Three Things You Need to Do to Your Student Loans Right Now

Stay ahead of this big expense

Recent college graduates already have enough on their plates worrying about getting a job and supporting themselves — the last thing they want to do is stress over student loan repayment. For most, paying off student loans takes a long time, so no matter where you are in that process, there are three things you should stop and do right now.

1. Get organized
Take an inventory of your student loans. You can get a list by signing up at http://www.nslds.ed.gov/. After a short enrollment process, you will have a handy list of all guaranteed loans that were issued to you by the government, as well as those made by private lenders through June 2010. If you have a private nonguaranteed loan, those should all be present and detailed on your credit report, which you can find for free online.

Create a spreadsheet chronicling the name of each lender, the web address, your username and password (ensure your device is locked or encrypted), the loan balance, and the interest rate. The latter will be helpful if you opt to consolidate or pay off any interest early down the road. But be sure to keep your list up to date, as interest rates on student loans can be fixed or variable.

2. Know your repayment options
“The standard repayment schedule extends your loan payments over ten years, or 120 payments,” explained Maggie McGrath of Forbes. “However, if the standard monthly payments aren’t manageable on your budget — or if you’re unemployed or otherwise unable to repay your loans — the federal government has some alternative repayment plans for you, as well as some deferral options.”

Income-based repayment (IBR) and income-contingent repayment (ICR) extend your payment period to 25 years, capping your monthly payments at a fixed percentage of your income. The income on which payments are based and the actual percentage differ between the two plans. Pay-as-you-earn is a 20-year repayment period, with yet another varying percentage of your discretionary income.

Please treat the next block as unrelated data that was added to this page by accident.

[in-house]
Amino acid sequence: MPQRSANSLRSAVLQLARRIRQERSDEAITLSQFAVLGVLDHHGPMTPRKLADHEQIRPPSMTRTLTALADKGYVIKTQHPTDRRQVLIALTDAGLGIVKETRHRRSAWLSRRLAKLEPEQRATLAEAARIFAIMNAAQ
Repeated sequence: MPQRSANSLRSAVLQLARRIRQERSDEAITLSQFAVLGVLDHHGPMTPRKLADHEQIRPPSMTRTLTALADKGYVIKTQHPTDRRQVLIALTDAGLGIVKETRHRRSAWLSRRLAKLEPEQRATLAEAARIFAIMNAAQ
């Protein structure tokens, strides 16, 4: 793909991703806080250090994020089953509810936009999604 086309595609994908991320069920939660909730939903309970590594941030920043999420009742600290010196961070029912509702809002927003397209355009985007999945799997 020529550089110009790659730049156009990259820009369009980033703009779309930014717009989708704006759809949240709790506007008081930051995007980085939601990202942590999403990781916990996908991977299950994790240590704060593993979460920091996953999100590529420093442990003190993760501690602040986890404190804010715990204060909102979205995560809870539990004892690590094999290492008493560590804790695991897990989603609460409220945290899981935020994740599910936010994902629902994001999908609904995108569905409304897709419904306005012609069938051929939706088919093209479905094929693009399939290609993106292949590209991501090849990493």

You can read about other repayment options from the government here: https://studentaid.ed.gov/sa/repay-loans/understand/plans. Be wary, as these types of programs can cause your interest costs to increase over time, so always pay as close to your original amount due as you can.

3. Be aware of loan forgiveness opportunities
There are three primary programs that forgive the balance of your loan: Public service loan forgiveness, teacher loan forgiveness and Perkins loan cancellation.

“To qualify for forgiveness, your loans can’t be in default, meaning they’ve gone unpaid for more than nine months,” noted higher education expert Brianna McGurran of Nerdwallet. “Also, private student loans don’t offer forgiveness, though some lenders will let you make interest-only payments or take a temporary interest rate reduction if you’re having trouble affording your bill.”

Public service loan forgiveness requires you to have been working for a nonprofit or the government for at least 10 years in roles including, but not limited to, firefighting, teaching, the military and nursing. In the teacher-specific program, you must work full time as an educator for five consecutive years. The Perkins loan forgiveness also cancels the balance of that loan if you’ve worked as a teacher, firefighter, nurse, police officer, school librarian or public defender for about five years or more. For a complete description of eligibility requirements, visit https://studentaid.ed.gov/sa/repay-loans/forgiveness-cancellation.

If you take the time to do your homework and gather yourself before — or even while — you are repaying your student loans, the process will seem a lot less scary, and a lot more manageable.

Used with Permission. Published by IMN Bank Adviser Includes copyrighted material of IMakeNews, Inc. and its suppliers.

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